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Osteoarthritis or Rheumatoid Arthritis: Which Kind Do You Have?

By Expert HERWriter
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Which type of arthritis do you have? Lev Dolgachov/PhotoSpin

Do you wake up in the mornings with stiffness in your hands or your feet? Are your knee joints warm and swollen? Do they get worse when it rains?

Do you look at your older relatives and see that they have the same problems, or that their pain has gotten worse as they got older?

You probably identified this as arthritis. The question is, do you know whether you have rheumatoid arthritis or osteoarthritis?

It might not seem like an important distinction but it is. Understanding the differences can help you have a better conversation with your health care provider and get the right treatment more quickly.

Since these are two different types of diseases, the diagnosis criteria and treatment options are different. Let’s understand them better.

Osteoarthritis arthritis defined

Osteoarthritis is the most common type of arthritis. This occurs when there is deterioration of the cartilage that lines the tops of your bones in the joint area. It tends to occur in the hands, neck, back, knees and hips.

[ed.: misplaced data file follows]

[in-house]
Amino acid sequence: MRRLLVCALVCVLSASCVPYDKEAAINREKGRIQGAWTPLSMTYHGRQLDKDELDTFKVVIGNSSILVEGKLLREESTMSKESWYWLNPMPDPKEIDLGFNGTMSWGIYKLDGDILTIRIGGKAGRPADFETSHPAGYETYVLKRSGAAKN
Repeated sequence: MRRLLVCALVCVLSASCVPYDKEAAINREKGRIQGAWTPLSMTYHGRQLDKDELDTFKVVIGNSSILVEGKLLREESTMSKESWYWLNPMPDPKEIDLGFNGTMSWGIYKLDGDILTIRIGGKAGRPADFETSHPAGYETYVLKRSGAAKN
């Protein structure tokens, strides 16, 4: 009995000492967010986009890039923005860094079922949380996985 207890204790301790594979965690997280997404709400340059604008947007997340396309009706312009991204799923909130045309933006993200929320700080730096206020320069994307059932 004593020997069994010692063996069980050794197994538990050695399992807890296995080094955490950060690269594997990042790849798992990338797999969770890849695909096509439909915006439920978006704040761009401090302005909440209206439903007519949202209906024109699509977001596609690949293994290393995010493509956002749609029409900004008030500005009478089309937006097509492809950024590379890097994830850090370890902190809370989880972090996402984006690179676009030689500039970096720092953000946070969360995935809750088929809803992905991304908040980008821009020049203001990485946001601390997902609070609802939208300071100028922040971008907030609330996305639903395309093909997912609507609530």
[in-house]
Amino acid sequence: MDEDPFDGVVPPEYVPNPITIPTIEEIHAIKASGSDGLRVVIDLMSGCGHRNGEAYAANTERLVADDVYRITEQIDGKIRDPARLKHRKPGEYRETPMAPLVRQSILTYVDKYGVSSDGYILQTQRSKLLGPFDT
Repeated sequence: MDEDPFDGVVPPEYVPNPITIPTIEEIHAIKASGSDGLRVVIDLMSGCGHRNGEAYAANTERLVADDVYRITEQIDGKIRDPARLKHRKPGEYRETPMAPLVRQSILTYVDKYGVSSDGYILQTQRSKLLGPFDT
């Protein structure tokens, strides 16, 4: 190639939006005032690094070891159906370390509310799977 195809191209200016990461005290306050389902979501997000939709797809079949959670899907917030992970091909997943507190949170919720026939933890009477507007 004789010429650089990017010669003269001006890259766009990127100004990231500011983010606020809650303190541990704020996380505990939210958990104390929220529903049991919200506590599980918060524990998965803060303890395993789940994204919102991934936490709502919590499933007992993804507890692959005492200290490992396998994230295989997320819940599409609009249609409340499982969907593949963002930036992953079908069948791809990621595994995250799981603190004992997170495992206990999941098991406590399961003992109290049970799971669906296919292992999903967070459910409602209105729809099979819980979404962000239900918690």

Typical symptoms may be pain or tenderness in the affected joint. In the morning you might experience stiffness when you first get up for about 20 minutes, then as you move around the pain will subside.

You might lose full range of motion in the joint over time. Extra small bits of bone creating hard lumps in the area of the joint are called bone spurs.

There doesn't seem to be symmetry, or pain in the same joint on both sides of the body, because this type of arthritis is due to wear and tear on the particular joint.

Rheumatoid arthritis defined

Rheumatoid arthritis is an autoimmune disease that causes inflammation and pain in the joints. In autoimmune diseases the immune system mistakenly attacks healthy tissue cause damage, pain and swelling.

The damage usually starts in the lining of the smaller joints like the fingers and the toes, and can progress to larger joints like the ankles, knees, elbows, shoulders and hips. Over time if the inflammation is not controlled, it will cause deformity and alteration of function in that joint.

We value and respect our HERWriters' experiences, but everyone is different. Many of our writers are speaking from personal experience, and what's worked for them may not work for you. Their articles are not a substitute for medical advice, although we hope you can gain knowledge from their insight.

Rheumatoid Arthritis

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